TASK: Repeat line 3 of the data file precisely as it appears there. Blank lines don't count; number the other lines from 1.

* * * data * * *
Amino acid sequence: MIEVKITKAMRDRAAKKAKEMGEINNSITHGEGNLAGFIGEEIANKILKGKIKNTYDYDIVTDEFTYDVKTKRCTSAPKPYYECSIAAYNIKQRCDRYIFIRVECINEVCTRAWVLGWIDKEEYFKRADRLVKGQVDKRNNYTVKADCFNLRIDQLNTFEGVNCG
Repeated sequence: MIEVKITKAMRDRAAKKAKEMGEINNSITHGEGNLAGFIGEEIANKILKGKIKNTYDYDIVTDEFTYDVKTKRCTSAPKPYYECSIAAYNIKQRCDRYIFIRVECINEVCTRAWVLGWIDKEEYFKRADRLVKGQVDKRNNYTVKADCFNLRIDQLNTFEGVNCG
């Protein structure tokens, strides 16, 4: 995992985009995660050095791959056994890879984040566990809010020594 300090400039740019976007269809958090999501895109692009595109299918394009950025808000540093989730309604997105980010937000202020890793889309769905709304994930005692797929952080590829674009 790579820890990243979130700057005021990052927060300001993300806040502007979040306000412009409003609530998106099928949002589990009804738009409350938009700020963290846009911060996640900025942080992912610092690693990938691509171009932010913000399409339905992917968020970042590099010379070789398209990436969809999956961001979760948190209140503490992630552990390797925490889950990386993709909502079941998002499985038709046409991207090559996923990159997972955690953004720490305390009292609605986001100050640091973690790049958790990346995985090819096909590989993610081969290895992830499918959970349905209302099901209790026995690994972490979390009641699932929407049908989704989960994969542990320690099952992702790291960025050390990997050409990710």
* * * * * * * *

């Protein structure tokens, strides 16, 4: 995992985009995660050095791959056994890879984040566990809010020594 300090400039740019976007269809958090999501895109692009595109299918394009950025808000540093989730309604997105980010937000202020890793889309769905709304994930005692797929952080590829674009 790579820890990243979130700057005021990052927060300001993300806040502007979040306000412009409003609530998106099928949002589990009804738009409350938009700020963290846009911060996640900025942080992912610092690693990938691509171009932010913000399409339905992917968020970042590099010379070789398209990436969809999956961001979760948190209140503490992630552990390797925490889950990386993709909502079941998002499985038709046409991207090559996923990159997972955690953004720490305390009292609605986001100050640091973690790049958790990346995985090819096909590989993610081969290895992830499918959970349905209302099901209790026995690994972490979390009641699932929407049908989704989960994969542990320690099952992702790291960025050390990997050409990710």